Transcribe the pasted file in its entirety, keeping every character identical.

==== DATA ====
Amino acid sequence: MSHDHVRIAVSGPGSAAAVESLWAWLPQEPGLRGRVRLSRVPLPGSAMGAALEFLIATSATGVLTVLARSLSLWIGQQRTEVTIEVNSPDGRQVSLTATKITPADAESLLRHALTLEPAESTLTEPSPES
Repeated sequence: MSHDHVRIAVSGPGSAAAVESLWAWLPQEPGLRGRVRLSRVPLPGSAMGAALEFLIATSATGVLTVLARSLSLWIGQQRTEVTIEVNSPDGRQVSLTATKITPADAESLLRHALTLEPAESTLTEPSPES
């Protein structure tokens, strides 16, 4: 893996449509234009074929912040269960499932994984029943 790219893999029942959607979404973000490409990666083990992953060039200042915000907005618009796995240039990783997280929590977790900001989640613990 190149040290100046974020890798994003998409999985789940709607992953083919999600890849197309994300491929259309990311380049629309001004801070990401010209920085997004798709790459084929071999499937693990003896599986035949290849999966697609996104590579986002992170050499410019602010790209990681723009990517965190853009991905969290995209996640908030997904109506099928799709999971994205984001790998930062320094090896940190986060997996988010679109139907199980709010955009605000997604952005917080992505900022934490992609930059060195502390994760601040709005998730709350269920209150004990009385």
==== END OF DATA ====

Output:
Amino acid sequence: MSHDHVRIAVSGPGSAAAVESLWAWLPQEPGLRGRVRLSRVPLPGSAMGAALEFLIATSATGVLTVLARSLSLWIGQQRTEVTIEVNSPDGRQVSLTATKITPADAESLLRHALTLEPAESTLTEPSPES
Repeated sequence: MSHDHVRIAVSGPGSAAAVESLWAWLPQEPGLRGRVRLSRVPLPGSAMGAALEFLIATSATGVLTVLARSLSLWIGQQRTEVTIEVNSPDGRQVSLTATKITPADAESLLRHALTLEPAESTLTEPSPES
């Protein structure tokens, strides 16, 4: 893996449509234009074929912040269960499932994984029943 790219893999029942959607979404973000490409990666083990992953060039200042915000907005618009796995240039990783997280929590977790900001989640613990 190149040290100046974020890798994003998409999985789940709607992953083919999600890849197309994300491929259309990311380049629309001004801070990401010209920085997004798709790459084929071999499937693990003896599986035949290849999966697609996104590579986002992170050499410019602010790209990681723009990517965190853009991905969290995209996640908030997904109506099928799709999971994205984001790998930062320094090896940190986060997996988010679109139907199980709010955009605000997604952005917080992505900022934490992609930059060195502390994760601040709005998730709350269920209150004990009385």